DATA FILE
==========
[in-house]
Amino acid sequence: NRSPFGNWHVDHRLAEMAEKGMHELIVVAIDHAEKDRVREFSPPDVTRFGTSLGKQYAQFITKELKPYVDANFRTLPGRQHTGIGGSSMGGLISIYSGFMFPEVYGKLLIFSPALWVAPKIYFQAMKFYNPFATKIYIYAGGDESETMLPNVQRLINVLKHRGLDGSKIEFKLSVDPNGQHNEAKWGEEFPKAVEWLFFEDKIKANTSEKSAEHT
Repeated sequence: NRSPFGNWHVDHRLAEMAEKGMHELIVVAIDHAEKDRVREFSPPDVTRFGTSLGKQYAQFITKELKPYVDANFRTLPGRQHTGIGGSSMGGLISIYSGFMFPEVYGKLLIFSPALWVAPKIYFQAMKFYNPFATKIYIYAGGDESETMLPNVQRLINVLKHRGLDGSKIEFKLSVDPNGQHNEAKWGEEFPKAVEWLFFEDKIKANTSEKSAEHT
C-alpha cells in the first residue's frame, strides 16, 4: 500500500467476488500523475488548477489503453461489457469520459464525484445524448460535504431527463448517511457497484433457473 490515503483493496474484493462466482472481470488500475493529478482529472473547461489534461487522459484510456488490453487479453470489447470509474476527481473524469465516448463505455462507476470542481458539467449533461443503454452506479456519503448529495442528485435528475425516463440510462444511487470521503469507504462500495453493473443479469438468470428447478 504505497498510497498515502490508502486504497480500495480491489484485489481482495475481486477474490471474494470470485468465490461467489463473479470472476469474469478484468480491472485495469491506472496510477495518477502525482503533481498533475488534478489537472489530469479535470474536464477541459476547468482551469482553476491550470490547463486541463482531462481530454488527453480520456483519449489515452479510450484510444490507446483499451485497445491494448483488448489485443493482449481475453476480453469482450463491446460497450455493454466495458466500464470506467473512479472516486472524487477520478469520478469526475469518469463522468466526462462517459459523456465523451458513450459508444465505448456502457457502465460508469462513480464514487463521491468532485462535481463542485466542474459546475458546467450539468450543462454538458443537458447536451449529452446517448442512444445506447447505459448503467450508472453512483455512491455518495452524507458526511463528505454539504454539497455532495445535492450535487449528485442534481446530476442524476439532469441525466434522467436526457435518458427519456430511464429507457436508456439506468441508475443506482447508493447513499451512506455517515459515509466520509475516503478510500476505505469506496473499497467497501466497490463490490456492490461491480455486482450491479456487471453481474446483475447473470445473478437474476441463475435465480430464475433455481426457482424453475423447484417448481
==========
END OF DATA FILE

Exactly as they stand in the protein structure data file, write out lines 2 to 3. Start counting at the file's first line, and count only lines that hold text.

Amino acid sequence: NRSPFGNWHVDHRLAEMAEKGMHELIVVAIDHAEKDRVREFSPPDVTRFGTSLGKQYAQFITKELKPYVDANFRTLPGRQHTGIGGSSMGGLISIYSGFMFPEVYGKLLIFSPALWVAPKIYFQAMKFYNPFATKIYIYAGGDESETMLPNVQRLINVLKHRGLDGSKIEFKLSVDPNGQHNEAKWGEEFPKAVEWLFFEDKIKANTSEKSAEHT
Repeated sequence: NRSPFGNWHVDHRLAEMAEKGMHELIVVAIDHAEKDRVREFSPPDVTRFGTSLGKQYAQFITKELKPYVDANFRTLPGRQHTGIGGSSMGGLISIYSGFMFPEVYGKLLIFSPALWVAPKIYFQAMKFYNPFATKIYIYAGGDESETMLPNVQRLINVLKHRGLDGSKIEFKLSVDPNGQHNEAKWGEEFPKAVEWLFFEDKIKANTSEKSAEHT